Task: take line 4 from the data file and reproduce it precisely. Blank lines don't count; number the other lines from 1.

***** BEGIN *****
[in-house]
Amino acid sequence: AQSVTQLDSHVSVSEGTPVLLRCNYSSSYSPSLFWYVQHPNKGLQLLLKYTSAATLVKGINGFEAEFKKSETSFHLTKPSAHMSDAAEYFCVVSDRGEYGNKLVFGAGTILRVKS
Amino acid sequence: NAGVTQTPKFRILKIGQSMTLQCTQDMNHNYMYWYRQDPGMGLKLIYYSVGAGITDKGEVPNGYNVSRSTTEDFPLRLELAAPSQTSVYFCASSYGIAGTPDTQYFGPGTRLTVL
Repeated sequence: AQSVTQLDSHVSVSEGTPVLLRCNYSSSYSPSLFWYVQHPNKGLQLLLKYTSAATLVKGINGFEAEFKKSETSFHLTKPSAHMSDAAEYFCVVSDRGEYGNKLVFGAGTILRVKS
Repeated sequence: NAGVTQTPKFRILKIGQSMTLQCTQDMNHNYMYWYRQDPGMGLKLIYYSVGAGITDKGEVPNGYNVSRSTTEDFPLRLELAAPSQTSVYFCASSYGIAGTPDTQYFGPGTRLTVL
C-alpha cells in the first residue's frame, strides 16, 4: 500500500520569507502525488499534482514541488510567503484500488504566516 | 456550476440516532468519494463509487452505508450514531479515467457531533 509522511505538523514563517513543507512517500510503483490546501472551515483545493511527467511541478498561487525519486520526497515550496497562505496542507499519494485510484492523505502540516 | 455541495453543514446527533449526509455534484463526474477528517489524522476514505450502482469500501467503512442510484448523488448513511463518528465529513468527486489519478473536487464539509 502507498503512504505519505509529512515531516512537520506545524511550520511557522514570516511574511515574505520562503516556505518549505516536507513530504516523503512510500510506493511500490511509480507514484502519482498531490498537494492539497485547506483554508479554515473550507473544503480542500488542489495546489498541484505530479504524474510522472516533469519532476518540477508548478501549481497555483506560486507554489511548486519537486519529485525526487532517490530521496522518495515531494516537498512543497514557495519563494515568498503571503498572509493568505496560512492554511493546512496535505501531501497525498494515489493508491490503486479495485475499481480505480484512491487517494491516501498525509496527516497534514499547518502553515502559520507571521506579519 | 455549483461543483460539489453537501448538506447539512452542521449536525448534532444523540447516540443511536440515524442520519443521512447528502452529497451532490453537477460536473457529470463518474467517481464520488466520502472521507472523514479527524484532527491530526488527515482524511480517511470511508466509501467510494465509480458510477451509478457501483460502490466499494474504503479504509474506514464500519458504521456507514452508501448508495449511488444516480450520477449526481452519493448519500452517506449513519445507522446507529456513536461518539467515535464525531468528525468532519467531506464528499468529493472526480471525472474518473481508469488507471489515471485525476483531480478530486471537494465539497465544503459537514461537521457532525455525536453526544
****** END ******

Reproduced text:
Repeated sequence: AQSVTQLDSHVSVSEGTPVLLRCNYSSSYSPSLFWYVQHPNKGLQLLLKYTSAATLVKGINGFEAEFKKSETSFHLTKPSAHMSDAAEYFCVVSDRGEYGNKLVFGAGTILRVKS